Introduction to the Exhibit





Building Community

Why This Exhibit?

"There is no power for change greater than a community discovering what it cares about." — Margaret J. Wheatley



Image courtesy Ontario Co-operative Association [top]




What Is Community?

Can It Be Built?

“In every community there is work to be done. In every nation, there are wounds to heal. In every heart there is the power to do it.” — Marianne Williamson


The word “community” usually makes us think about where we live, play, or work, about the groups we belong to and how we are connected to other members of that community. It gives us a sense of belonging.

Is it possible to build community? How does that happen? What does it take?

                                                                        

We care about our communities. We want them to celebrate diversity, to motivate people and get them involved. We want innovative solutions that promise food and income security, youth development, and the preservation of heritage and culture. We want economic growth that benefits local markets. We want to feel that we belong, that our needs are recognized, that we have the ability to contribute. We want to be proud to say “This is my community!”

So how do we make the dreams for our community become a reality?

Images courtesy Jean Paul, contracted by PARO Centre for Women’s Enterprise, and Colin Anderson [top]





The Social Economy

Innovative and Making a Difference

We are all familiar with the traditional economic model in which more for me often means less for you. What matters is profit, the bottom line. The social economy is different. It’s not just about profit for investors. It’s about improving well-being for people and their communities.

           

Social Economy organizations are financially successful too, but they also have social, cultural, and environmental goals. They provide benefits to the people who use their services and are democratically governed by people from the communities where they exist.

The social economy includes co-operatives, credit unions, non-profit organizations, and other social enterprises. While some have served their communities for decades, others are being developed to meet changing needs and circumstances.

                     

Images courtesy Brian Hydesmith and the Tall Grass Prairie Bread Company, Marie Prebushewski, Inner City Renovation, and the Harvest Moon Society [top]





Linking, Learning, Leveraging

Social Enterprises, Knowledgeable Economies, and Sustainable Communities

The Centre for the Study of Co-operatives, University of Saskatchewan, led a five-year research project on the social economy funded by the Social Sciences and Humanities Research Council of Canada. We explored over ninety examples of the social economy in action in Northern Ontario, Manitoba, and Saskatchewan. The results are featured in this exhibition.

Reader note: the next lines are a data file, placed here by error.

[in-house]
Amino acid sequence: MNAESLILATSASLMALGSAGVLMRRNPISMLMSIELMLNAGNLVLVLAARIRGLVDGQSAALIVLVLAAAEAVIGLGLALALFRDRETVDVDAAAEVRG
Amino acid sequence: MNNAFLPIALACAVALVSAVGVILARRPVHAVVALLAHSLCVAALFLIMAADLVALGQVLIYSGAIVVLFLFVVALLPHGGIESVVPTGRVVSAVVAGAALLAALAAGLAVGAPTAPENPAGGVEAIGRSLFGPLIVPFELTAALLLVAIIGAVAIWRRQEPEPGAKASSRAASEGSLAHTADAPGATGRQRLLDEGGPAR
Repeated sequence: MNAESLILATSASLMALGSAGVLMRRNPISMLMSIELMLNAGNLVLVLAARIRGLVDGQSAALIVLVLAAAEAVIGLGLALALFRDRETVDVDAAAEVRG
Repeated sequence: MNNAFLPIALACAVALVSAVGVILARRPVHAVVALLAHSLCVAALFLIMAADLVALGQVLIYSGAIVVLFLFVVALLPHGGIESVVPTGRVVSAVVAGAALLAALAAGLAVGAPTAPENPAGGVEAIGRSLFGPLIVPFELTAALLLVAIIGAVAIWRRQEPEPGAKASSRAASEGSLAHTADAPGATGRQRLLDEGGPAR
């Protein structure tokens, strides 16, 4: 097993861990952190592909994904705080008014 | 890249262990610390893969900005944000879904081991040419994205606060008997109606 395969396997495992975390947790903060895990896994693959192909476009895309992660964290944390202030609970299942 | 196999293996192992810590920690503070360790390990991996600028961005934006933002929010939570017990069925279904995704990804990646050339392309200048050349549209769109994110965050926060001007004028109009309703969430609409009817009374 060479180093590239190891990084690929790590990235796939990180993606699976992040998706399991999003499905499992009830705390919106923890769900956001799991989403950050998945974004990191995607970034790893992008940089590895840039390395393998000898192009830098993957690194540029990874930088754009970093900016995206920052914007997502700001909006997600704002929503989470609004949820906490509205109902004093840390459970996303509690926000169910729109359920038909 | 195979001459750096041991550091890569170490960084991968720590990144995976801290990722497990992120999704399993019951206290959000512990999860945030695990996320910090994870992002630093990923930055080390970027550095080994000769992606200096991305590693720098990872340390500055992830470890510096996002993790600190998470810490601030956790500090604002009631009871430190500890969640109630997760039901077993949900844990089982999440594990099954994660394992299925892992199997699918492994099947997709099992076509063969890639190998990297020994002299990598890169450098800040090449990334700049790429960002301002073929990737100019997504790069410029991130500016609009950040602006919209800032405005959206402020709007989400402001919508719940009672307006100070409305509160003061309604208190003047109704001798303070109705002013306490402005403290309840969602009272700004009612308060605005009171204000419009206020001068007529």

The research focuses on how the social economy sector addresses current needs and opportunities. It specifically seeks to understand how social-economy organizations can be used to build more respectful relationships – with community, the environment, and organizational stakeholders. The research also identifies effective governance models, financing strategies, and government policy initiatives that will help the social economy flourish.

 

                  

Images courtesy Centre for the Study of Co-operatives, SEED Winnipeg, Inc., and Arctic Co-operatives Ltd. [top]




Community-Based Research

Working Together for Understanding and Action

“Community based research aims not merely to advance understanding, but also to ensure that knowledge contributes  to making a concrete and constructive difference  in the world.”  — The Loka Institute, 2002

                

In more traditional research models, the research questions and methods of exploration are often designed entirely by the researcher. Community-based research is different. It involves researchers and community groups working together on a common problem. All the projects featured in this exhibit are examples of community-based research.

                

                           

“Community-based research is a collaboration between community groups and researchers for the purpose of creating new knowledge or understanding about a practical community issue in order to bring about change. The issue is generated by the community and community members participate in all aspects of the research process. Community-based research therefore is collaborative, participatory, empowering, systematic and transformative.” — NORDIK Research Institute website

Images courtesy Dwayne Pattison, Roger Herman, Lou Hammond Ketilson [top]




Mapping the Exhibit

This exhibit illustrates how the social economy helps to build Engaged, Enterprising, Inclusive, and Sustainable communities.

         

In each section of the exhibit you will find illustrations of exciting new social economy projects and organizations. You will also discover examples of longstanding co-ops and credit unions that have been building community for decades. Although there are four distinct modules in this exhibit, they are closely connected and interrelated. As you move among the displays, try to make some of those connections, and also identify how co-ops and credit unions are core pieces of your own community.

         

Images courtesy Saskatchewan Co-operative Association, Assiniboine Credit Union, and Arctic Co-operatives Ltd. [top]